Marjorie Agosín is a poet, fiction writer, memoirist, anthologist, professor and human rights activist. A descendant of European Jews who escaped the Holocaust and settled in Chile in 1939, she was born in Bethesda, Maryland, and raised in Santiago, Chile. The family settled in Athens, Georgia, after fleeing the madness which pervaded Chile under Pinochet's violent rise to power. Agosín earned her Ph.D. from Indiana University.
A dedicated human rights activist, Agosín is a recipient of the Jeanetta Rankin Award in Human Rights, the Good Neighbor Award from the Conference of Christians and Jews, the Girl Scouts Leading Women of 2000 Award, and the United Nations Leadership Award on Human Rights. Almost all of her works reflect her concern for the abuse of human rights.
Agosín's numerous literary awards include the Letras de Oro Prize, the Latina Literature Prize, and the Gabriela Mistral Medal of Honor for Lifetime Achievement.
Agosín's poetry includes Conchalí (1981), Brujas y algo más/Witches and Other Things (1984), Women of Smoke (1988), Zones of Pain (1988), Hogueras/Bonfires (1990), Sargasso (1993), Toward the Splendid City (1994), and Lluvia en el desierto/Rain in the Desert (1999). Agosín's collection of prose poems, Circles of Madness: Mothers of the Plaza de Mayo (1992), was illustrated with photographs of the mothers of the disappeared and other grim scenes from Argentina. For the past decade, Agosín has concentrated on a series of critically acclaimed memoirs of her family. La Felicidad, first published in Santiago, was her first prose collection to be published in English. Translated as Happiness (1994), it could easily qualify as "magical realism," but Agosín's work goes beyond that shop-worn term. As Elena Poniatowska wrote, "Marjorie Agosín could well be the creator of a new fantastic literature in Latin America." A Cross and a Star: Memoirs of a Jewish Girl in Chile (1995) focused on the life of Agosín's mother in the small town of Osorno, Chile, under a generally unknown Nazi regime. This was followed by Always from Somewhere Else: A Memoir of My Chilean Jewish Father (1998). She has also written an autobiography, The Alphabet in My Hands: A Writing Life (2000). Agosín is also the editor of A Dream of Light & Shadow: Portraits of Latin American Women Writers (1995), Tapestries of Hope, Threads of Love: The Arpillera Movement in Chile, 1974-1994 (1996), The House of Memory: Jewish Stories for Jewish Women of Latin America (1999), and A Map of Hope: Women Writers and Human Rights (1999).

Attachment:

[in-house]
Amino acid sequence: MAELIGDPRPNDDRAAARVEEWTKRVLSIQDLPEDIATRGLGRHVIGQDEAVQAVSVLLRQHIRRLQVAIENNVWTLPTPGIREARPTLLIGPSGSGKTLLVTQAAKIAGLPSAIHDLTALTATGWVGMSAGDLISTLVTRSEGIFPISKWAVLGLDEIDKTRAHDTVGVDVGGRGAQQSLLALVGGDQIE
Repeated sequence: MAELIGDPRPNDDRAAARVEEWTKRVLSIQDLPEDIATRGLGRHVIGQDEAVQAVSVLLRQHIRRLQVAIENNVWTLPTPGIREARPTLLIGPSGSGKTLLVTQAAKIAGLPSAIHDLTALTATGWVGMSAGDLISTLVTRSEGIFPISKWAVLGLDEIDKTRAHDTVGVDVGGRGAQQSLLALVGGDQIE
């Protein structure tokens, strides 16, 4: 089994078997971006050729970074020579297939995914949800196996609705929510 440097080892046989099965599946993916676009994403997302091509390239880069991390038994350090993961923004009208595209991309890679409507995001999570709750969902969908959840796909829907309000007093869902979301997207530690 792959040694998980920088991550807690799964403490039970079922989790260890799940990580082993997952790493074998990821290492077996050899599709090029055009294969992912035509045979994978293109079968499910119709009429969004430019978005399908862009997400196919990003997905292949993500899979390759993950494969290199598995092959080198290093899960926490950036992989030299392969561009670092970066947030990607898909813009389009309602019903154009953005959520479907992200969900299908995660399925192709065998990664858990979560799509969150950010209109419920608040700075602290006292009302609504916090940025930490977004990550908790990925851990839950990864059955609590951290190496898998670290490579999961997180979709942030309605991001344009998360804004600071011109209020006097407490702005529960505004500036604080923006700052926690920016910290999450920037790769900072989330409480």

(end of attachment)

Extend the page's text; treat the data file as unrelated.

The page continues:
Agosín is the Luella Lamer Slain Professor of Latin American Studies at Wellesley College, where she is adored by her students .
Marjorie Agosín was one of six women featured on Marsha Moyo's CD "Women Celebrated." Besides Agosín, these women were Jane Goodall PhD, Nobel Peace laureate Daw Aung San Suu Kyi, South African freedom fighters Winnie Madikizela-Mandela, and sportswoman extraordinaire, Australian Kay Cottee.